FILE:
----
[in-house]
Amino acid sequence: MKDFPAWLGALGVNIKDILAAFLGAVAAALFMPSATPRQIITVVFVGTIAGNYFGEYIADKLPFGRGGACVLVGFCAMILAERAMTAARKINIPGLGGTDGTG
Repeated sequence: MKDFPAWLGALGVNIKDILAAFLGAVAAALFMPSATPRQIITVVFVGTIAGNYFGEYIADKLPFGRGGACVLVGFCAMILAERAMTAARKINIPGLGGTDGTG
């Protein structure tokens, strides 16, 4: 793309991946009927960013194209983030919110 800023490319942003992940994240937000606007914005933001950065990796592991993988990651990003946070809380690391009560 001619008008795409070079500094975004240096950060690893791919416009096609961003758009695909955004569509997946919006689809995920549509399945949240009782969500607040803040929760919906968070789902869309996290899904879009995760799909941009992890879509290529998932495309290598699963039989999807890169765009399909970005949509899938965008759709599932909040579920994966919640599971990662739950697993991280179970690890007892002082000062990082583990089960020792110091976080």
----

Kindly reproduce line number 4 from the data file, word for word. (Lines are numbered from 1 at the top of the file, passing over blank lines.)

């Protein structure tokens, strides 16, 4: 793309991946009927960013194209983030919110 800023490319942003992940994240937000606007914005933001950065990796592991993988990651990003946070809380690391009560 001619008008795409070079500094975004240096950060690893791919416009096609961003758009695909955004569509997946919006689809995920549509399945949240009782969500607040803040929760919906968070789902869309996290899904879009995760799909941009992890879509290529998932495309290598699963039989999807890169765009399909970005949509899938965008759709599932909040579920994966919640599971990662739950697993991280179970690890007892002082000062990082583990089960020792110091976080």